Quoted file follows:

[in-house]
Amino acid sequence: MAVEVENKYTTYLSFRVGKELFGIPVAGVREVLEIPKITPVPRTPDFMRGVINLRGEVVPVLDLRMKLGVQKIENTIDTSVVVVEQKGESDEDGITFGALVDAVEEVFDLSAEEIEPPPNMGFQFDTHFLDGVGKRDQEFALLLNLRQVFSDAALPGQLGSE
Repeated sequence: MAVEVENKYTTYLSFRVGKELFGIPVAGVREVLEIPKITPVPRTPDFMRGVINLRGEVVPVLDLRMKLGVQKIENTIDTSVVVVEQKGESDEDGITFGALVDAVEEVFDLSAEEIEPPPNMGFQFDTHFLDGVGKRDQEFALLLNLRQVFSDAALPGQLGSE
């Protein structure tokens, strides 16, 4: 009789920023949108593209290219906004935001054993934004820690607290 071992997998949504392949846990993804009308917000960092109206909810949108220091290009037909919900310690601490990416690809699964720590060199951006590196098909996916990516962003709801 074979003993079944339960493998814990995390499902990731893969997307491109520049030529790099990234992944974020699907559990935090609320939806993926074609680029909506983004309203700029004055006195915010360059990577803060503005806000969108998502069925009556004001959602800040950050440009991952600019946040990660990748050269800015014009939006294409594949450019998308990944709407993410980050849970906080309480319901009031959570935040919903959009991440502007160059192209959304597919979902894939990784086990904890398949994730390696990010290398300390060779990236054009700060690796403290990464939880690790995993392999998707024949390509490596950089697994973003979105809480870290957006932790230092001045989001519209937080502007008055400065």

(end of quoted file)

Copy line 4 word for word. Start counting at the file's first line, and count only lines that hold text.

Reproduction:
């Protein structure tokens, strides 16, 4: 009789920023949108593209290219906004935001054993934004820690607290 071992997998949504392949846990993804009308917000960092109206909810949108220091290009037909919900310690601490990416690809699964720590060199951006590196098909996916990516962003709801 074979003993079944339960493998814990995390499902990731893969997307491109520049030529790099990234992944974020699907559990935090609320939806993926074609680029909506983004309203700029004055006195915010360059990577803060503005806000969108998502069925009556004001959602800040950050440009991952600019946040990660990748050269800015014009939006294409594949450019998308990944709407993410980050849970906080309480319901009031959570935040919903959009991440502007160059192209959304597919979902894939990784086990904890398949994730390696990010290398300390060779990236054009700060690796403290990464939880690790995993392999998707024949390509490596950089697994973003979105809480870290957006932790230092001045989001519209937080502007008055400065």